Nick and Paul, the two owners of ANIÁN (named after a mythical channel between Asia and the Americas) have transformed a rundown lot used for storing dumpsters in Victoria, B.C., into Canada’s first 100% solar, off-the-grid store. The store is best described as a cabin in the woods in the city. It is complete with a lawn, junipers and a small outdoor stage where local artists come to play all powered by four 250-watt panels, one 80-amp charge controller and eight 210 amp-hour, 12-volt batteries. By showing people that going 100% solar in a downtown location is possible they hope to inspire others to follow their lead.

ANIÁN is comprised of an outdoor stage, showroom/retail store, an interactive work shop, and a shipping container where finished goods are stored. 95% of everything is either made or covered in reclaimed material.

Most of the materials came from an old blimp hanger in the Comox valley (central Vancouver Island) where some of the material was pieces of Douglas fir up to 40 feet long.

The interactive workshop is built entirely out of the Douglas fir. The tongue-and-groove pieces ruggedly fit together, giving it a wonderfully rustic feel. The floor of the showroom is one laminated beam cut in half and then bookmarked into four amazingly golden white 3½-inch-thick ten-foot-long boards. All of the patio and boardwalk decking is made of four-inch wide Douglas fir tongue-and-groove. Slightly thinner planking; 2½-inch tongue-and-groove was used for the stage. The shipping container is faced with cedar shakes to help it seamlessly slip into this downtown escape.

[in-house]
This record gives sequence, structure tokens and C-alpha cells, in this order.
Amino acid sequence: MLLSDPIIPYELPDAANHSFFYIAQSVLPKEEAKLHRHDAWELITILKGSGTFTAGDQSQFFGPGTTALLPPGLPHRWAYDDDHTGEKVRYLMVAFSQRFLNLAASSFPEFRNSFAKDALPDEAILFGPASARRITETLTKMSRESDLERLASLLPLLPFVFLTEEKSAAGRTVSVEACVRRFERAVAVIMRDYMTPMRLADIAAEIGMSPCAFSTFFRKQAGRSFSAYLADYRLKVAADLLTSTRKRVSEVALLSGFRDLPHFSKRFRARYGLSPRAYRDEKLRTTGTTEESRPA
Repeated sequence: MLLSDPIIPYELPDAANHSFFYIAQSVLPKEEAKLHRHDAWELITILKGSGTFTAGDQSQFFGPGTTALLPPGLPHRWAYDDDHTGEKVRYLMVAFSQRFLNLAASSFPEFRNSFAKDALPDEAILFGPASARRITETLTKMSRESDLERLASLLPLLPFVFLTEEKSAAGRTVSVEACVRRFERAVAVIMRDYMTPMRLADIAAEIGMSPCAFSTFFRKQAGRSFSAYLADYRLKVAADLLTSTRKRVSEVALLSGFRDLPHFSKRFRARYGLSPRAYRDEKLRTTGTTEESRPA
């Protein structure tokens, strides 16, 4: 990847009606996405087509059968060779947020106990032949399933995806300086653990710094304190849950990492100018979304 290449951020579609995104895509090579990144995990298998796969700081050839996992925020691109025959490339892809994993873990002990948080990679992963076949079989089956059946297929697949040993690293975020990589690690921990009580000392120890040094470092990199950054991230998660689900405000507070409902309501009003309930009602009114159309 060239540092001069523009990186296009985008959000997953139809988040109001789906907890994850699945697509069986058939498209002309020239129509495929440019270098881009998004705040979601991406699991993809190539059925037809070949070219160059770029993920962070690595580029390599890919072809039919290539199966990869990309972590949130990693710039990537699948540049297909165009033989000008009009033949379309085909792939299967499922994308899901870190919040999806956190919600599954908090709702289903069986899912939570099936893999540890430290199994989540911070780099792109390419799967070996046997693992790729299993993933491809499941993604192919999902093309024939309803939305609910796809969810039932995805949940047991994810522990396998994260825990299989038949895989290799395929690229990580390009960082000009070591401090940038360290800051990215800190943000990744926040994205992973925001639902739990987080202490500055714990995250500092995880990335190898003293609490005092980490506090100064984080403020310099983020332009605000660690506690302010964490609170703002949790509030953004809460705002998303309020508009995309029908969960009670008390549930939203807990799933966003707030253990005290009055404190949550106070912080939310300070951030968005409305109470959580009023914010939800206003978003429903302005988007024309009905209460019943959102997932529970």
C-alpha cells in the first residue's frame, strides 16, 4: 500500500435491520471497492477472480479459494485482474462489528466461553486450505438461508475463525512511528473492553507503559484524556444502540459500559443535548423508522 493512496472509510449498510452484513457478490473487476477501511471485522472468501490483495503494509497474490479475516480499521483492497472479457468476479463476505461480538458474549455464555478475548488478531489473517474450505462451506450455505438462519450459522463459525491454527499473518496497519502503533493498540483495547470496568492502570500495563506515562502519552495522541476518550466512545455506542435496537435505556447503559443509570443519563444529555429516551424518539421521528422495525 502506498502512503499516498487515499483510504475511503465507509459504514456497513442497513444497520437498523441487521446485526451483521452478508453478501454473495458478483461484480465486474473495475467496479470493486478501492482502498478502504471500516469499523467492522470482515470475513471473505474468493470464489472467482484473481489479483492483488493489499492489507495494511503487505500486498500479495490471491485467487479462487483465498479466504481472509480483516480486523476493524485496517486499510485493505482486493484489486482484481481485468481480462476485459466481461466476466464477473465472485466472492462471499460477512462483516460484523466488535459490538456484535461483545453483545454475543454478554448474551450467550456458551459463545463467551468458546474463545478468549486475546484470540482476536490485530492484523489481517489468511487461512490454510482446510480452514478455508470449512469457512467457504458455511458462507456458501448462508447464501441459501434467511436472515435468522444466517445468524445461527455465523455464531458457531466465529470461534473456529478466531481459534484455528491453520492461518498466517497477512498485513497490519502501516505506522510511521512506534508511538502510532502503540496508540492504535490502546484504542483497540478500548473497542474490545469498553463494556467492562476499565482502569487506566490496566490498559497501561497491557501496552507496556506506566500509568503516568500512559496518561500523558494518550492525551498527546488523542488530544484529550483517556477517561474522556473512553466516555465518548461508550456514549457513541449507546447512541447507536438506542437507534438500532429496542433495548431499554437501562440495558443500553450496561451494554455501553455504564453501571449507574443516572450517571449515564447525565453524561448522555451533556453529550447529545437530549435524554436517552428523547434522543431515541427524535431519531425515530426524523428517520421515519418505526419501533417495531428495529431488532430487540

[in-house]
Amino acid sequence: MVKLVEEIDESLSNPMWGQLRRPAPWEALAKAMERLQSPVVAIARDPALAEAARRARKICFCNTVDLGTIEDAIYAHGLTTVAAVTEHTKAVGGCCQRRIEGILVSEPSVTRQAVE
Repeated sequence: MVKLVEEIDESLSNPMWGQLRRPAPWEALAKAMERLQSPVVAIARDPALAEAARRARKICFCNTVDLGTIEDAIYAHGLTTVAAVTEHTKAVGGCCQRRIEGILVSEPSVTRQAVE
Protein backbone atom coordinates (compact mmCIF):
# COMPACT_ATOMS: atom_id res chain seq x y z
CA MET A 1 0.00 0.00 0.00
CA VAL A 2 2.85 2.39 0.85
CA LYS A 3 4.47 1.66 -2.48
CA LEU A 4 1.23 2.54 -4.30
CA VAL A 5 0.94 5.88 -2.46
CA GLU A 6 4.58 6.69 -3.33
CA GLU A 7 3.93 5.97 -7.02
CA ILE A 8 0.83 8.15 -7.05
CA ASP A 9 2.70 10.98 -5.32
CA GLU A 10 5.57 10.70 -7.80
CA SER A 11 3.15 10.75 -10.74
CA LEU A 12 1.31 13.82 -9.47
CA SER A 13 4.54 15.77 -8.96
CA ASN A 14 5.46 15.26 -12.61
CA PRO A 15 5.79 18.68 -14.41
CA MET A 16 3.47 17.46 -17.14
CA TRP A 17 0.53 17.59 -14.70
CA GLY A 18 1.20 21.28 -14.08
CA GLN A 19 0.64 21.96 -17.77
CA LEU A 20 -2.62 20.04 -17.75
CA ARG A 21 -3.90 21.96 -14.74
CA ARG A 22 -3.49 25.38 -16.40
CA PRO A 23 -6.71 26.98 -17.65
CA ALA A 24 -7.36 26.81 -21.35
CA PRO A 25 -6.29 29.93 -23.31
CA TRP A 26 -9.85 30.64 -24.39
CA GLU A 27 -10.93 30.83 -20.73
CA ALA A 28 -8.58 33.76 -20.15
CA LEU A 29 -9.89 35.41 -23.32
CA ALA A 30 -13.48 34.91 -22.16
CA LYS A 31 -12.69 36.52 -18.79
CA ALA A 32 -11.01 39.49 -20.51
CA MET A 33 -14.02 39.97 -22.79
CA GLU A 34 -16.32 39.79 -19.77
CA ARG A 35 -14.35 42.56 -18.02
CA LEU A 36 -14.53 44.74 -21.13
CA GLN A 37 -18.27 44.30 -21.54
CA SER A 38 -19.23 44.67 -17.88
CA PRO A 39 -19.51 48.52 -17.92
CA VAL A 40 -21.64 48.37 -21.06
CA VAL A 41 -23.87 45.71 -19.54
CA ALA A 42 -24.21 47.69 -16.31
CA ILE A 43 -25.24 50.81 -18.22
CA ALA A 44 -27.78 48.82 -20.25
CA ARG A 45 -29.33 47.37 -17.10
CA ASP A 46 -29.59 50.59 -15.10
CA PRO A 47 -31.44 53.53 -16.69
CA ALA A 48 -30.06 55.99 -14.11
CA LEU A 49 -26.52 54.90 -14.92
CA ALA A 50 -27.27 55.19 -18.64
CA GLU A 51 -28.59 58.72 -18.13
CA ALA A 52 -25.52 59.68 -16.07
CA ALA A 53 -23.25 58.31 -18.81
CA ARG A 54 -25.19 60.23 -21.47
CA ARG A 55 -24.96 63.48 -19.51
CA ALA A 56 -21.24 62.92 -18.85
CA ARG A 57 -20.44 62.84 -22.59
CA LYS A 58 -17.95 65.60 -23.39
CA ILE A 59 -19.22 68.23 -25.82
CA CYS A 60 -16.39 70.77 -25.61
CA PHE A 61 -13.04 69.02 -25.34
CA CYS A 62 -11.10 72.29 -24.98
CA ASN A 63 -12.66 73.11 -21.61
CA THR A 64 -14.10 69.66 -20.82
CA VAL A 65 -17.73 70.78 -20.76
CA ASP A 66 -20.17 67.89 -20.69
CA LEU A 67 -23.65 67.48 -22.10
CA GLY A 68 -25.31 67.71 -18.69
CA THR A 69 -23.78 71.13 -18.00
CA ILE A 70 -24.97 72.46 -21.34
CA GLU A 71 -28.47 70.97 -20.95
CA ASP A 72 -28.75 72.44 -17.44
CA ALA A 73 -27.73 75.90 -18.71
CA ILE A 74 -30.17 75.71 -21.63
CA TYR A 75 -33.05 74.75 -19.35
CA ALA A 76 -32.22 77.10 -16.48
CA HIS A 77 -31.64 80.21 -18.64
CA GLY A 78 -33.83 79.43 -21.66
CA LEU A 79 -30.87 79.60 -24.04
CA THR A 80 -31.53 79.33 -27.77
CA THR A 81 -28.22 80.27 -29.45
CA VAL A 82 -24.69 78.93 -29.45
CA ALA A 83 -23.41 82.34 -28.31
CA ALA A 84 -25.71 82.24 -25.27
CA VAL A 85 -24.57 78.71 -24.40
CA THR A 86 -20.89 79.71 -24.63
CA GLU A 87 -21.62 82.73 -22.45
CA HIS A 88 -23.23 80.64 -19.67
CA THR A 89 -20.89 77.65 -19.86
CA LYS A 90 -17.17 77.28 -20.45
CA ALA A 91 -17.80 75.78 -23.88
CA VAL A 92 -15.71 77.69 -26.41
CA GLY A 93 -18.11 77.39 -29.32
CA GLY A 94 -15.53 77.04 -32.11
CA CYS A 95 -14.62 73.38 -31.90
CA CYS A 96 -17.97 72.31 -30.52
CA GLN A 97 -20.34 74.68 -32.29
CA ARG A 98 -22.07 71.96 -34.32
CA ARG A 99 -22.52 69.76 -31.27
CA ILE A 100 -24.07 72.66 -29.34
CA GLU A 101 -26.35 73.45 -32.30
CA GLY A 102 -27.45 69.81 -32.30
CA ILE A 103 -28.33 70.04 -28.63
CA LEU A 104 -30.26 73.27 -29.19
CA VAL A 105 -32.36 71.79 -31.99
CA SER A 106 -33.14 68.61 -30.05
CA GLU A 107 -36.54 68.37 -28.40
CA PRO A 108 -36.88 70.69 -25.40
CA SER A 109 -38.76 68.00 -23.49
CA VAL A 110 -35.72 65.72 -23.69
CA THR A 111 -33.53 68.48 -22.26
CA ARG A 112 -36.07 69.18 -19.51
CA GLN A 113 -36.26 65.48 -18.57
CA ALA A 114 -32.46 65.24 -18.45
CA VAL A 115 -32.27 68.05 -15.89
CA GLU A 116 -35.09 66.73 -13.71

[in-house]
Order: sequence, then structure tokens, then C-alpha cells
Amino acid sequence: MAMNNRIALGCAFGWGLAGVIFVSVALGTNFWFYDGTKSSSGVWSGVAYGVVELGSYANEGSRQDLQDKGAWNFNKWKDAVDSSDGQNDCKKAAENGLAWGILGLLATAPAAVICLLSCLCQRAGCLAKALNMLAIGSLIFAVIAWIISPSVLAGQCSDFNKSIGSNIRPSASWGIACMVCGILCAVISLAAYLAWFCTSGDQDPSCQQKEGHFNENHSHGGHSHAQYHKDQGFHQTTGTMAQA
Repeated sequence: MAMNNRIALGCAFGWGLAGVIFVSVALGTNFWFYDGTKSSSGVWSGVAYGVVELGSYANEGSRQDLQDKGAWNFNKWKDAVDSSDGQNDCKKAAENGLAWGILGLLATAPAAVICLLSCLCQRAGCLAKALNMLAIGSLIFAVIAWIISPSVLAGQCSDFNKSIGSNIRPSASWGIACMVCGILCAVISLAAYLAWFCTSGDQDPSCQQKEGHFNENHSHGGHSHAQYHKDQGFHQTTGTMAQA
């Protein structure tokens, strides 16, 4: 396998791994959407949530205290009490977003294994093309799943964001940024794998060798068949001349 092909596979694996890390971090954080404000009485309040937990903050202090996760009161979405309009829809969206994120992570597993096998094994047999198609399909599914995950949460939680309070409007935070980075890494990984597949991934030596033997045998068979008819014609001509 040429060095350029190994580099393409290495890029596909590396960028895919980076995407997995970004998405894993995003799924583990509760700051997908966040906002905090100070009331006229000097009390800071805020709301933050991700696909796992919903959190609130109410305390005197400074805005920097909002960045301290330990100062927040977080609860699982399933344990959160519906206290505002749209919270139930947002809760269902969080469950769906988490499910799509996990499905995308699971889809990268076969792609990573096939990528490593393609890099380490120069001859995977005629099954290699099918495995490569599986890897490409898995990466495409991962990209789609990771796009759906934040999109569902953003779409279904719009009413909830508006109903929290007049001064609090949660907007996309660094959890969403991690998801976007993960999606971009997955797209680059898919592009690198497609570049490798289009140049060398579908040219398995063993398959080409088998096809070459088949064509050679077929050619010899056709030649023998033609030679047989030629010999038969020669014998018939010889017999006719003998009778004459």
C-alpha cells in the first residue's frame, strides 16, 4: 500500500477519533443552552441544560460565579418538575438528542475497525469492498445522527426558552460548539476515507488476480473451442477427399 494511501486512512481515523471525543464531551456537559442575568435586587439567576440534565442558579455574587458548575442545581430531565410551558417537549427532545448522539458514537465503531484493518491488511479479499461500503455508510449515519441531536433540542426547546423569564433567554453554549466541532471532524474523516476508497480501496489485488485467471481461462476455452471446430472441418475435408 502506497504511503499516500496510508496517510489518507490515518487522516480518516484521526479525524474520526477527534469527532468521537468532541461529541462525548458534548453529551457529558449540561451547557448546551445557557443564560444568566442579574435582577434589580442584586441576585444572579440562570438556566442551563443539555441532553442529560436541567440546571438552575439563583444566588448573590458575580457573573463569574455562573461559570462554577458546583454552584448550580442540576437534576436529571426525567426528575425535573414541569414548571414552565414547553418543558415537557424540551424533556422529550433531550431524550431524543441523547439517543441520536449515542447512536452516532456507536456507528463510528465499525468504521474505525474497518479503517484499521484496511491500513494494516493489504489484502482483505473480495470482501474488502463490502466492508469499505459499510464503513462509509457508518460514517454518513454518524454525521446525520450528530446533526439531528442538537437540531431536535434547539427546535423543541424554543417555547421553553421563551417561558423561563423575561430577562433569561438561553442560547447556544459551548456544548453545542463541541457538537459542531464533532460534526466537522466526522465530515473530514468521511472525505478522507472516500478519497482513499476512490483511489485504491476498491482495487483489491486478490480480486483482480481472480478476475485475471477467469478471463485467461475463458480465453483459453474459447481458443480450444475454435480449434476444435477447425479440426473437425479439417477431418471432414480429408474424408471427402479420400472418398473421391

Along with showcasing ANIÁN and providing Paul and Nick a place to display their coastally nomadic clothing the location has proven to be a great as a destination for outdoor musical festivals and charity fundraisers.

Next time you find yourself in Victoria, stop by 516 Discovery Street.

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Drew's Veggie-Powered 4×4 Mitsubishi Delica Van

Diesel 4x4 Surf Van

Drew and Justin

I have been seeing this van around for a few weeks and trying to catch up with the driver. I love these vans and wish California/U.S. Customs would relax some of their crazy import laws and allow some of these in. I finally found them in Bolinas today! This is Drew De Panacis and his friend Justin Artuso. They are on a surfing/rock climbing road trip from Vancouver, Canada and went as far south as Big Sur for surf and out to the sierras for rock climbing. They are slowly making their way back up to the great north and hitting as much good surf as they can along the way. The van is a 4×4 diesel and it has a veggie conversion kit on it and holds 35 gallons of oil. To get something like this in America, you’d really only have one option — a Sportsmobile — which start out in the $30-$40k range for a used one. These Delicas go from $5-$10K in Canada which makes them a lot more affordable to younger folks and people who don’t make a ton of money.